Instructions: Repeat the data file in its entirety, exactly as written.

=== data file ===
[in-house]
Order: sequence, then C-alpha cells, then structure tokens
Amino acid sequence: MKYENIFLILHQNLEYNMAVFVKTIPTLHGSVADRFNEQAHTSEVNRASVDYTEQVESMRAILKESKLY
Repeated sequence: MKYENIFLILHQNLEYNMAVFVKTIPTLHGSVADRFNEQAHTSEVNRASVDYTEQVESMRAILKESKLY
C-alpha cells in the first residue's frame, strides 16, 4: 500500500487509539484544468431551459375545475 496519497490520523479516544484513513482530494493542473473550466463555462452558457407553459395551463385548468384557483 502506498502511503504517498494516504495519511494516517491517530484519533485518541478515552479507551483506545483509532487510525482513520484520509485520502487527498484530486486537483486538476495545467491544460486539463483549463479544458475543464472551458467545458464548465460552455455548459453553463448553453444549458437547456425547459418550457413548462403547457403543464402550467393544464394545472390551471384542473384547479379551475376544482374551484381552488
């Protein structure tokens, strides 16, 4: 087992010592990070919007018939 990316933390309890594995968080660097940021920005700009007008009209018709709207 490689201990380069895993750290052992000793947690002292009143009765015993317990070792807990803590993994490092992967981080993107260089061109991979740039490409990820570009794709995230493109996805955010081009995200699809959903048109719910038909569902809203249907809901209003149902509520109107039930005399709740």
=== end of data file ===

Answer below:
[in-house]
Order: sequence, then C-alpha cells, then structure tokens
Amino acid sequence: MKYENIFLILHQNLEYNMAVFVKTIPTLHGSVADRFNEQAHTSEVNRASVDYTEQVESMRAILKESKLY
Repeated sequence: MKYENIFLILHQNLEYNMAVFVKTIPTLHGSVADRFNEQAHTSEVNRASVDYTEQVESMRAILKESKLY
C-alpha cells in the first residue's frame, strides 16, 4: 500500500487509539484544468431551459375545475 496519497490520523479516544484513513482530494493542473473550466463555462452558457407553459395551463385548468384557483 502506498502511503504517498494516504495519511494516517491517530484519533485518541478515552479507551483506545483509532487510525482513520484520509485520502487527498484530486486537483486538476495545467491544460486539463483549463479544458475543464472551458467545458464548465460552455455548459453553463448553453444549458437547456425547459418550457413548462403547457403543464402550467393544464394545472390551471384542473384547479379551475376544482374551484381552488
């Protein structure tokens, strides 16, 4: 087992010592990070919007018939 990316933390309890594995968080660097940021920005700009007008009209018709709207 490689201990380069895993750290052992000793947690002292009143009765015993317990070792807990803590993994490092992967981080993107260089061109991979740039490409990820570009794709995230493109996805955010081009995200699809959903048109719910038909569902809203249907809901209003149902509520109107039930005399709740």